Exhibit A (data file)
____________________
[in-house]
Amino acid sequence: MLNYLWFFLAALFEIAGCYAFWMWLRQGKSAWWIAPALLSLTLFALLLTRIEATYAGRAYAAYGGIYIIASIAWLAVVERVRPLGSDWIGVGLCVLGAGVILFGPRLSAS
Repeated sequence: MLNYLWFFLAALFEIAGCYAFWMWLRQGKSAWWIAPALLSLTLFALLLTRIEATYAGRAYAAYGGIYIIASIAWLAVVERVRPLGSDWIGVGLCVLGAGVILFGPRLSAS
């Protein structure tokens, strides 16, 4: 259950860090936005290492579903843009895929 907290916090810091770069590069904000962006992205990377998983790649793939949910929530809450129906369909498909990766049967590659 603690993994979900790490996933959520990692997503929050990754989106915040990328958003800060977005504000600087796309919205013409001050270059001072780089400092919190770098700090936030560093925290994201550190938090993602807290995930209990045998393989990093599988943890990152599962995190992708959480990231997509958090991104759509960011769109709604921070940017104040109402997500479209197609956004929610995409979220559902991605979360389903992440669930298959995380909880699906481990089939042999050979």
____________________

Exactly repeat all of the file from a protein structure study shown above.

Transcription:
[in-house]
Amino acid sequence: MLNYLWFFLAALFEIAGCYAFWMWLRQGKSAWWIAPALLSLTLFALLLTRIEATYAGRAYAAYGGIYIIASIAWLAVVERVRPLGSDWIGVGLCVLGAGVILFGPRLSAS
Repeated sequence: MLNYLWFFLAALFEIAGCYAFWMWLRQGKSAWWIAPALLSLTLFALLLTRIEATYAGRAYAAYGGIYIIASIAWLAVVERVRPLGSDWIGVGLCVLGAGVILFGPRLSAS
């Protein structure tokens, strides 16, 4: 259950860090936005290492579903843009895929 907290916090810091770069590069904000962006992205990377998983790649793939949910929530809450129906369909498909990766049967590659 603690993994979900790490996933959520990692997503929050990754989106915040990328958003800060977005504000600087796309919205013409001050270059001072780089400092919190770098700090936030560093925290994201550190938090993602807290995930209990045998393989990093599988943890990152599962995190992708959480990231997509958090991104759509960011769109709604921070940017104040109402997500479209197609956004929610995409979220559902991605979360389903992440669930298959995380909880699906481990089939042999050979």